Numbers Don't Lie

Thursday, March 02, 2006

Your DNA spell out your last name

A swipe of blood, semen, saliva or any other DNA-carrying bodily evidence at a crime scene can help implicate a suspect- if the police have one handy. But if there’s no one under suspicion, the DNA is largely useless.
Now researchers at the University of Leicester and the University of Essex in the UK have developed a method for linking genetic material to a last name. Here is the rational - the Y chromosome DNA, which determines maleness, is paternally inherited, just like most surnames in England. So, the scientists tested for Y chromosome DNA similarity among men with the same last name.
For some popular names such as Smith, researcher said they could predict a man's surname using his DNA data with 20% of accuracy; for names that are less popular, being in the bottom 80% of the regularity spectrum, they could up their success rate to about a 33% of the time. Not bad at all.
In the future, if the police go to a crime scene, got the DNA, they can analyze the Y-chromosome DNA, put it in this database and see what surnames it brings up. It might let police prioritize the suspect list - in UK, at least.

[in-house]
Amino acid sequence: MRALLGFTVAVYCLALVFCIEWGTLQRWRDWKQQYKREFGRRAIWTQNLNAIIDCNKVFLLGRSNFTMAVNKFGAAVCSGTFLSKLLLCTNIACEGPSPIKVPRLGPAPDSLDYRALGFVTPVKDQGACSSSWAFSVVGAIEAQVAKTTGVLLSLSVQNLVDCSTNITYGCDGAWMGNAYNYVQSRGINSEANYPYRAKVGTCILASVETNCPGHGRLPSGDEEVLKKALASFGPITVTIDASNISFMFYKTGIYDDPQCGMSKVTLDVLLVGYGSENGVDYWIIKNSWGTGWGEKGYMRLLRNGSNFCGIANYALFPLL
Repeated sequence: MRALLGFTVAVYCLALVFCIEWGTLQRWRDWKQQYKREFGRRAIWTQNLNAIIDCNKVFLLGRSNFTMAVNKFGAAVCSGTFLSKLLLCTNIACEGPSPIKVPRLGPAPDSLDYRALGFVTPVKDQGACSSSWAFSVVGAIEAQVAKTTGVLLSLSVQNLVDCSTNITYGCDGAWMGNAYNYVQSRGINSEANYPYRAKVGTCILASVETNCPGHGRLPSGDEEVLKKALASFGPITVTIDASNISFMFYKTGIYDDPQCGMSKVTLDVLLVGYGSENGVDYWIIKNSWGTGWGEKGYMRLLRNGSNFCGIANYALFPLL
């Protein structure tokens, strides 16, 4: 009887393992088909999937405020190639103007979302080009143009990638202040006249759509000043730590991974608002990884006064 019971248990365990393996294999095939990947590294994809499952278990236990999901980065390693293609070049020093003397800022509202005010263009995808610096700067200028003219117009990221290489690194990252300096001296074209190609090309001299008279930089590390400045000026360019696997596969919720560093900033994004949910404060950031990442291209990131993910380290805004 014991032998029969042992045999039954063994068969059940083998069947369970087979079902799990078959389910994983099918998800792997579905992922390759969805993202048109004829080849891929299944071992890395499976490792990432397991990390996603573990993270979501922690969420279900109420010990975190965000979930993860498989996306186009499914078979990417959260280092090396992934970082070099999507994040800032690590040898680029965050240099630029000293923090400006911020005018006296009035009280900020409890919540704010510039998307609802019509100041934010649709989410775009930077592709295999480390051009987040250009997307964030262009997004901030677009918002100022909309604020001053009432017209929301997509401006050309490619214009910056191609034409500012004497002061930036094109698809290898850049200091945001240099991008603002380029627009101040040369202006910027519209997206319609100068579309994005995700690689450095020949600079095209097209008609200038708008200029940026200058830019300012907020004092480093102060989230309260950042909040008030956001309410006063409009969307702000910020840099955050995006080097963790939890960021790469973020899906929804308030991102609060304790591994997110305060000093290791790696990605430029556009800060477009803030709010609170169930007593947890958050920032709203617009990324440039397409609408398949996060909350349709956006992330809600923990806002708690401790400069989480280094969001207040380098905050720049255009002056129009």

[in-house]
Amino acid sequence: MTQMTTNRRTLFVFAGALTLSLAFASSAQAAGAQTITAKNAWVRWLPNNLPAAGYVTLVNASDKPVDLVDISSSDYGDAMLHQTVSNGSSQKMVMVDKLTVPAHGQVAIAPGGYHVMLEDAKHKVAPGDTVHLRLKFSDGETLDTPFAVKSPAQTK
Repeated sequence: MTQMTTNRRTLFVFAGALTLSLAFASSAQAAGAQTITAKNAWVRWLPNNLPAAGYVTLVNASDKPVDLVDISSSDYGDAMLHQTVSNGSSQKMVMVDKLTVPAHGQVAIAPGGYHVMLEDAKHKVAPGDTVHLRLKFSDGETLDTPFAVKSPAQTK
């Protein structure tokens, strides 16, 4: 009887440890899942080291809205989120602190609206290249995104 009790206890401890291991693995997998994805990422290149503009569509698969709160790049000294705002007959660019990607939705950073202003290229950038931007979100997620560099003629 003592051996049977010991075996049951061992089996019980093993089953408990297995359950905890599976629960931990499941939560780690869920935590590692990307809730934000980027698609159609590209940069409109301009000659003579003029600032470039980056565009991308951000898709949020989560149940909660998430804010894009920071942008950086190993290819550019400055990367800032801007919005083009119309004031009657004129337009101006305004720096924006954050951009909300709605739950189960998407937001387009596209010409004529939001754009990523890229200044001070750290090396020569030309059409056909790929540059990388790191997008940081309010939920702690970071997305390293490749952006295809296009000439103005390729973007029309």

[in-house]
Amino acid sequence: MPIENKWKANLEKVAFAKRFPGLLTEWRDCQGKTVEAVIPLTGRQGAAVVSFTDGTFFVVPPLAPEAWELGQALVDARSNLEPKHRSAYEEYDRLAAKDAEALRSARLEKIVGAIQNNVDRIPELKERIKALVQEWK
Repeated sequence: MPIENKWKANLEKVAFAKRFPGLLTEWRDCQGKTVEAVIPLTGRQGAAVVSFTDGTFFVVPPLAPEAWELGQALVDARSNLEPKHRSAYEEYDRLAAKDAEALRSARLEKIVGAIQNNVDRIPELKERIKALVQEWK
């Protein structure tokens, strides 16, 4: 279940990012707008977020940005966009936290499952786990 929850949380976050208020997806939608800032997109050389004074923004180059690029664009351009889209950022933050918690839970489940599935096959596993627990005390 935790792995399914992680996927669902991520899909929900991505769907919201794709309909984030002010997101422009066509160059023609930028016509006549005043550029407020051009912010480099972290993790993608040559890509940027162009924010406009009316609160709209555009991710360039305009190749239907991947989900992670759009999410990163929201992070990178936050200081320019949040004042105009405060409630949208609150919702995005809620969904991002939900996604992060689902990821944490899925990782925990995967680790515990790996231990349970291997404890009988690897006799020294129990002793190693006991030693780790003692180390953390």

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4 Comments:

Blogger Judas said...

Brave new world isn't it. Luck I mostly abide by the law.

http://judaspenrose.blogspot.com/

7:50 AM

 
Blogger Onanite said...

That is very interesting stuff. Wow, it is becoming a "Brave New World."

Onanite

10:51 AM

 
Anonymous Anonymous said...

that is assuming you parents dna is on file...

12:49 PM

 
Blogger krusty the baker said...

Yeah, they might look at whether they can tell your last name, but first they'll look to see if it tells 'em what colour and religion you are. Because in the UK it is now possible to lock a man up because of his colour and religion. Look around you folks, it's happening.

And all this depends on accurate police records and databases. And in the UK, government databases are notoriously inaccurate. So yes, we're right to be afraid of it, but because it will be used as a means to claim criminal detection, when in fact no such thing is happening.

And just as an aside, more than 40% of British kids are now born 'out of wedlock'. So whether or not there is a list of who your father is could well be debatable.

Rant over!

10:57 AM

 

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